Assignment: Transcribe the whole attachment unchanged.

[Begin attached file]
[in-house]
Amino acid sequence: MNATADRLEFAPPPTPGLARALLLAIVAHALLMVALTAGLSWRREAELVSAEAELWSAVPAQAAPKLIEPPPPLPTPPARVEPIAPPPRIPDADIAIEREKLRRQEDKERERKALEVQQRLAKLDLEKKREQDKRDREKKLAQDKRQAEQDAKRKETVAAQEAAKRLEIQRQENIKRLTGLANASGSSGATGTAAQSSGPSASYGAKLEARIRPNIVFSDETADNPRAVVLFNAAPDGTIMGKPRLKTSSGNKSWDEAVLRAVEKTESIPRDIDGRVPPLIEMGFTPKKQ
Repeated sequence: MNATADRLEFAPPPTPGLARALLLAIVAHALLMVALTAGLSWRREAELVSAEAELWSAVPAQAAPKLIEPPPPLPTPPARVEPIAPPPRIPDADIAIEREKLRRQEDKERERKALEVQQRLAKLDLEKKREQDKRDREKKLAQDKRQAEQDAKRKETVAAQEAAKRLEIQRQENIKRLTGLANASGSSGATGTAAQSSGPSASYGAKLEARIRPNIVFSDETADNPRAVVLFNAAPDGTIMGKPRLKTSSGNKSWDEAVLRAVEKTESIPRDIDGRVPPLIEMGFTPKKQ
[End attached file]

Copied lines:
[in-house]
Amino acid sequence: MNATADRLEFAPPPTPGLARALLLAIVAHALLMVALTAGLSWRREAELVSAEAELWSAVPAQAAPKLIEPPPPLPTPPARVEPIAPPPRIPDADIAIEREKLRRQEDKERERKALEVQQRLAKLDLEKKREQDKRDREKKLAQDKRQAEQDAKRKETVAAQEAAKRLEIQRQENIKRLTGLANASGSSGATGTAAQSSGPSASYGAKLEARIRPNIVFSDETADNPRAVVLFNAAPDGTIMGKPRLKTSSGNKSWDEAVLRAVEKTESIPRDIDGRVPPLIEMGFTPKKQ
Repeated sequence: MNATADRLEFAPPPTPGLARALLLAIVAHALLMVALTAGLSWRREAELVSAEAELWSAVPAQAAPKLIEPPPPLPTPPARVEPIAPPPRIPDADIAIEREKLRRQEDKERERKALEVQQRLAKLDLEKKREQDKRDREKKLAQDKRQAEQDAKRKETVAAQEAAKRLEIQRQENIKRLTGLANASGSSGATGTAAQSSGPSASYGAKLEARIRPNIVFSDETADNPRAVVLFNAAPDGTIMGKPRLKTSSGNKSWDEAVLRAVEKTESIPRDIDGRVPPLIEMGFTPKKQ